The Spanish Secretary of State for Migration called on Moroccan authorities to ‘dismantle the misconception of the European dream, a dream that does not exist’

Analysts see in these declarations an attempt to shift responsibility to the other side of the Mediterranean. Although negotiations appear to have led nowhere, North African countries have accepted a series of assistance and cooperation measures that have indeed increased their responsibility. Both in the EU and across North Africa, far more exposure has been given to the fight against migrant smuggling – instead of focusing on the issue of irregular migration itself. This has moved the spotlight from the political debate around migration to the organised criminal organisations that operate in North Africa.

The EU has ramped up its cooperation programmes in the region, setting up various technical assistance projects in Morocco, Libya and Tunisia. These are grants of up to tens of millions of euros delivered to an implementing partner that supports the beneficiary country through the provision of expertise or equipment.

According to a senior UN representative in Tunis, these projects focus on improving the ability of EU’s partners to better manage their borders. These programmes come with considerable funding, which renders them very attractive for state institutions in dire need of modernisation and enhanced operational capacities in the fight against organised crime, terrorism or political destabilisation – often more of a focus than migration.

Morocco and Tunisia have repeatedly asked for help in improving employment prospects and livelihoods options in the regions most affected by migrant departures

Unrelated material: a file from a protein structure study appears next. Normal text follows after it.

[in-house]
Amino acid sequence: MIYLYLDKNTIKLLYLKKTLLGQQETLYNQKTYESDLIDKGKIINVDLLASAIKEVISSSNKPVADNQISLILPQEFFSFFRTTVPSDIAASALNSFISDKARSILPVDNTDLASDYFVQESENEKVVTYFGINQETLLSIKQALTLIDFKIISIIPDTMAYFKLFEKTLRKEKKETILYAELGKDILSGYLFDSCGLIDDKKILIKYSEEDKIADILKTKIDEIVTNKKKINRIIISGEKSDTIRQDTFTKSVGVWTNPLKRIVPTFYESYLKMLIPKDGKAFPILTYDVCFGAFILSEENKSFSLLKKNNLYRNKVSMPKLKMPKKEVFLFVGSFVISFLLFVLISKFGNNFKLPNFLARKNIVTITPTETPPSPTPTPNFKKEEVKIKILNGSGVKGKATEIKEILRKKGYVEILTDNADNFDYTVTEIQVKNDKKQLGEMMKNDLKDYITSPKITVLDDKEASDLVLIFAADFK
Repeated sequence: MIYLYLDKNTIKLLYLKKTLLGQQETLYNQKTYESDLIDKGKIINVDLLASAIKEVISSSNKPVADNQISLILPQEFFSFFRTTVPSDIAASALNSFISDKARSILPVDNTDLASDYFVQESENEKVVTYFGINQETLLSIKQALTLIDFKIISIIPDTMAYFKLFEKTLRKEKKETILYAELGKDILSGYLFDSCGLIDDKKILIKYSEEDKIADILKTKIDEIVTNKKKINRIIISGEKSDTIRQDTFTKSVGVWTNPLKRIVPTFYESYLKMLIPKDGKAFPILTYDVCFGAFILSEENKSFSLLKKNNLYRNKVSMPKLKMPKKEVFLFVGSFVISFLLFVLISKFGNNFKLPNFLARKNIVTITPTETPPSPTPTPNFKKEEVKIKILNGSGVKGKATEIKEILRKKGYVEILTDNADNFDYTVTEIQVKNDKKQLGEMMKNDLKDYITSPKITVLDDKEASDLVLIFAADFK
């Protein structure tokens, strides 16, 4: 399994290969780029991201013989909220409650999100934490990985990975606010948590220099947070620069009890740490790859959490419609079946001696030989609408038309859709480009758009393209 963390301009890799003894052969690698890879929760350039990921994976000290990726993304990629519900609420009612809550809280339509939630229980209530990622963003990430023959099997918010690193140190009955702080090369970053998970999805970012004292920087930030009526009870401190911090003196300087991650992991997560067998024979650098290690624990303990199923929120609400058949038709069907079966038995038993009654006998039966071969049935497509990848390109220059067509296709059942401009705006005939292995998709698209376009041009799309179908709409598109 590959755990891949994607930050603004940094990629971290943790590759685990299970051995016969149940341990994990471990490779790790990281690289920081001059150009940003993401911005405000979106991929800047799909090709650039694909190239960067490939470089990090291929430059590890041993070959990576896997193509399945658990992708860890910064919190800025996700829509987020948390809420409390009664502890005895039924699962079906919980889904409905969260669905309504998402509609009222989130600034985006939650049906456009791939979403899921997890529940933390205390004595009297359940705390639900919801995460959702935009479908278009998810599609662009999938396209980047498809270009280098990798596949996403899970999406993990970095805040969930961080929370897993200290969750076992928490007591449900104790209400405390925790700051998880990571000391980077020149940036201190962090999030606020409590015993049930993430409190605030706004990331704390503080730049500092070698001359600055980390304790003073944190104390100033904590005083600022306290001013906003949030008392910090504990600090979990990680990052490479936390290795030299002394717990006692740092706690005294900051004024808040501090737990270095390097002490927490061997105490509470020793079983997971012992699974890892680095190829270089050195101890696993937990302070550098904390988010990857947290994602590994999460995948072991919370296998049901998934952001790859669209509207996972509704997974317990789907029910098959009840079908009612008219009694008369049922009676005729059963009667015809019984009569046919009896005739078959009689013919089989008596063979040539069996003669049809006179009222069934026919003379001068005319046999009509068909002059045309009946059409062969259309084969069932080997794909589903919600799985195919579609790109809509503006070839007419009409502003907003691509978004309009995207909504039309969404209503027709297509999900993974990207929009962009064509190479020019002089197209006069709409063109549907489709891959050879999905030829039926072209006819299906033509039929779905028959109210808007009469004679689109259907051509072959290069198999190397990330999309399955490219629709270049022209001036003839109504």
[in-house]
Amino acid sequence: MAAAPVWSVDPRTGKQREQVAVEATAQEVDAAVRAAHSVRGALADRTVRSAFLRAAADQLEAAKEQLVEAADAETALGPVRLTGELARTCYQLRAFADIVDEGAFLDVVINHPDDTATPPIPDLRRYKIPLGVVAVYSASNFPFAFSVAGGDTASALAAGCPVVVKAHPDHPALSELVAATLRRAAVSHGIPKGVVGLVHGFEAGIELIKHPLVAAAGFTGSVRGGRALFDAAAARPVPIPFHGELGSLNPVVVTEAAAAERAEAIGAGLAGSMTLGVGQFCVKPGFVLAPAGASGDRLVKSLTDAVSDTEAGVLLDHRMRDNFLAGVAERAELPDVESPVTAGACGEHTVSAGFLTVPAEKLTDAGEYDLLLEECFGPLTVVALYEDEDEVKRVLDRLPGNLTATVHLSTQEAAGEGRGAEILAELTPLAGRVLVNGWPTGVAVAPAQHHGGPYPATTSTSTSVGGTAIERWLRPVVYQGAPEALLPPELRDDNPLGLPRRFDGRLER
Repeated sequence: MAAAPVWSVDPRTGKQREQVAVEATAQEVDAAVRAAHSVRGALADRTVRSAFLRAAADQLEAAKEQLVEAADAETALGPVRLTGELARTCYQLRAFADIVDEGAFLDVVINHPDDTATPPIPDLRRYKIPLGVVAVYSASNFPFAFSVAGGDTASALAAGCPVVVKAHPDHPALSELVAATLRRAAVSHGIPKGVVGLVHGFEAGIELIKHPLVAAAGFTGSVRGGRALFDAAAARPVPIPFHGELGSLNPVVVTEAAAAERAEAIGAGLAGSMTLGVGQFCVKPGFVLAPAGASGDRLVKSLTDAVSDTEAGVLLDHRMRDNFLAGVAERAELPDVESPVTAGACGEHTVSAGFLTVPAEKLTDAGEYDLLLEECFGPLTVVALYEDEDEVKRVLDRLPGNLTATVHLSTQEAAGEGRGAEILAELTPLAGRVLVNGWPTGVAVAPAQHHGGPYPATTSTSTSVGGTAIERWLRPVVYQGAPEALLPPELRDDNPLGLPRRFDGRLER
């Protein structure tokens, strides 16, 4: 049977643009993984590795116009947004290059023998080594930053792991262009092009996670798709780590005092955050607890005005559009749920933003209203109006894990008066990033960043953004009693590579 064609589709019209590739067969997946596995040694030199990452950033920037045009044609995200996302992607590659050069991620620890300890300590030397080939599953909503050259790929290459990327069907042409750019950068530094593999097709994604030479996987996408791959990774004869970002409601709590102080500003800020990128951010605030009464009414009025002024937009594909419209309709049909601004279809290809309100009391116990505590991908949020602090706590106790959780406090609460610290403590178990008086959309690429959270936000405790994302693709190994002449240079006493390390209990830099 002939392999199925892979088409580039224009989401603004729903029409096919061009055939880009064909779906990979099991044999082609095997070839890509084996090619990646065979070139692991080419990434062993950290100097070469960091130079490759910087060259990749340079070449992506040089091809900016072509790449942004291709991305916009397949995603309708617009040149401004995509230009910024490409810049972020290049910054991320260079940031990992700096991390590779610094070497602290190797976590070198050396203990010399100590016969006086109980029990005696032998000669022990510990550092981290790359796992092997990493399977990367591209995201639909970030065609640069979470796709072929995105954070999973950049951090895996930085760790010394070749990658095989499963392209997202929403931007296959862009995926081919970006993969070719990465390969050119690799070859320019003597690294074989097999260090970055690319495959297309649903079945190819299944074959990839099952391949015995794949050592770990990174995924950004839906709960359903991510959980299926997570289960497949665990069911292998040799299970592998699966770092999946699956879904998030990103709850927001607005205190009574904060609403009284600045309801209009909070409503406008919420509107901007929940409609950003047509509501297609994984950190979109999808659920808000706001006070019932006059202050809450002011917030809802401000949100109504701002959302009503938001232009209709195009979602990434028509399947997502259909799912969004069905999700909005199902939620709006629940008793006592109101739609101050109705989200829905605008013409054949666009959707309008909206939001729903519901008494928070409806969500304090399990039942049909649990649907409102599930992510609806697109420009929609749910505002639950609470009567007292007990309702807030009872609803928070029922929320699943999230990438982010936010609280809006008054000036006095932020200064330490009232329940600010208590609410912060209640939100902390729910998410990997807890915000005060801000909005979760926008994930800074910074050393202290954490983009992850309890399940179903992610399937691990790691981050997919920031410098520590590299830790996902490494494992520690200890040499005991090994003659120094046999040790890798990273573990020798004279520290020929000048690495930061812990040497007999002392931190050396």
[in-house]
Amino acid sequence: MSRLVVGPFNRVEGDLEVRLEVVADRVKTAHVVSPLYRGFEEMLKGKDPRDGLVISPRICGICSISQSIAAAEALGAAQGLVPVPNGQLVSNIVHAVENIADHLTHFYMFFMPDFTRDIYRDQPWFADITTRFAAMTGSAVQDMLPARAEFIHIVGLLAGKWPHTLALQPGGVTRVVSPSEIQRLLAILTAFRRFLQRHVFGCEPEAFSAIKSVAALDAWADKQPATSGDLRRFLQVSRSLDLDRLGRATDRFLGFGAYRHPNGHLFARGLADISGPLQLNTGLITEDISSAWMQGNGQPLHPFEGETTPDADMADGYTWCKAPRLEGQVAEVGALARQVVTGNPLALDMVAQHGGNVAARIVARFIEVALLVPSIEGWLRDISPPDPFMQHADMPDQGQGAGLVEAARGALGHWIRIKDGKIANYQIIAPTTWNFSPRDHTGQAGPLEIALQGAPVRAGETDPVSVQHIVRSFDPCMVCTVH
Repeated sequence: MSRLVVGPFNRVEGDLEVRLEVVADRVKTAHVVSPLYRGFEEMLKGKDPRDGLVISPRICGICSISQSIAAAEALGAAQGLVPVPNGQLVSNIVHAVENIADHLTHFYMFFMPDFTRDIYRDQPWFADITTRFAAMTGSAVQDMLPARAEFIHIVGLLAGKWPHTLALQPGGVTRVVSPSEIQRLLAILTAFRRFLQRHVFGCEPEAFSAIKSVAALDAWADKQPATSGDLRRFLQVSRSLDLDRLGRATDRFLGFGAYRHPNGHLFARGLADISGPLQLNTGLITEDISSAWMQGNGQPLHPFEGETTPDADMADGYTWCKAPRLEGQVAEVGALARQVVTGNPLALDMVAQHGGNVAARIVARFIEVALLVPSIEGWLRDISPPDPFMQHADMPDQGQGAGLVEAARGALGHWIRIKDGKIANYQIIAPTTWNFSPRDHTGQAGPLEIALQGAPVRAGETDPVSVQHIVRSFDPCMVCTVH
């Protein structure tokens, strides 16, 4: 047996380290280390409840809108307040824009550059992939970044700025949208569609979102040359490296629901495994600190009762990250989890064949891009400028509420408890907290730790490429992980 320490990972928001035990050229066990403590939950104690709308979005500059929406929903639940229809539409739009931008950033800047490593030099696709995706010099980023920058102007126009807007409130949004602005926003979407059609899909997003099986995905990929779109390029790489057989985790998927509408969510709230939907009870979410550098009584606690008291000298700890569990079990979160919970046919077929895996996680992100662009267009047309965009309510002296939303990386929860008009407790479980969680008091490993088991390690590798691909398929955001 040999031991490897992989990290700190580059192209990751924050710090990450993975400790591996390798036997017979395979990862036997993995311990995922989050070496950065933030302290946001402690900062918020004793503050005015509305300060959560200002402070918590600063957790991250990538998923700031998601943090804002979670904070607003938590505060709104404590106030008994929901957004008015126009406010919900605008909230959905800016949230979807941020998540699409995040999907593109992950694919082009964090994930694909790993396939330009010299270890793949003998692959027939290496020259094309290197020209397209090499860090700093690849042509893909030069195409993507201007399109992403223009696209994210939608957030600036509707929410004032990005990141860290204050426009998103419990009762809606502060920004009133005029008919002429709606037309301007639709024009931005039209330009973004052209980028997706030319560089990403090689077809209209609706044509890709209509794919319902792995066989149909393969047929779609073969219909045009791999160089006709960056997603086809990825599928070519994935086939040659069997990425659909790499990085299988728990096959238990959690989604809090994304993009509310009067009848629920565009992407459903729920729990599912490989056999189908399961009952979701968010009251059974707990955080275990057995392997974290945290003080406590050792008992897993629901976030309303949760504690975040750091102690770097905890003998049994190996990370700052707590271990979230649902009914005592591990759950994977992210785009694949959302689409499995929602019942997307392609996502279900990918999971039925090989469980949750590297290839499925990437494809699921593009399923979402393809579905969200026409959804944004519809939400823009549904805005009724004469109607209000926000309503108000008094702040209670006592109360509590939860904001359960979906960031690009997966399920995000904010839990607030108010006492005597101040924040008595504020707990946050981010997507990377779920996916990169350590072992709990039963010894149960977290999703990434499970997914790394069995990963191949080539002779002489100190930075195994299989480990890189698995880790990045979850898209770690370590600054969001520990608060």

Both Europe and these North African countries need to carefully assess whether these agreements will be sufficient to produce long-term results. By agreeing to funding and new cooperation projects, Libya, Morocco and Tunisia will have to remain committed if these capacity-building projects to be successful. In Morocco and Tunisia for example, projects funded by the EU and the International Center for Migration Policy Development aim to enhance investigation and interception, and comprise training, process development and the updating of equipment. This requires tremendous buy-in from the operational units: from freeing up their agents to undergo training, to designing and implementing protocols, and learning different techniques using new equipment.

Deterring citizens from leaving will also prove arduous. Morocco and Tunisia have repeatedly asked for help in improving employment prospects and livelihoods options in the regions most affected by the departures. With a complex economic situation in Tunisia and alarming social inequalities in Morocco, European aid will need to be leveraged optimally. In Libya, the security situation worsened during the last quarter of 2018, with open military conflict. 

On 30 January, 50 major humanitarian organisations – including Oxfam, Doctors Without Borders and the Danish Refugee Council – wrote an open letter urging the EU to end the returns to Libya of migrants intercepted by Libyan coastguards, as they ‘face automatic, arbitrary detention and the real risk of torture and other serious human rights violations’. If Europe is shifting the responsibility to prevent migrants from crossing to the southern shores of the Mediterranean, it must also look into the conditions under which interceptions are carried out.

Jihane Ben Yahia, ENACT Regional Organised Crime Observatory coordinator – North Africa, ISS and Rami Trabelsi, research consultant in geopolitics, security and defence.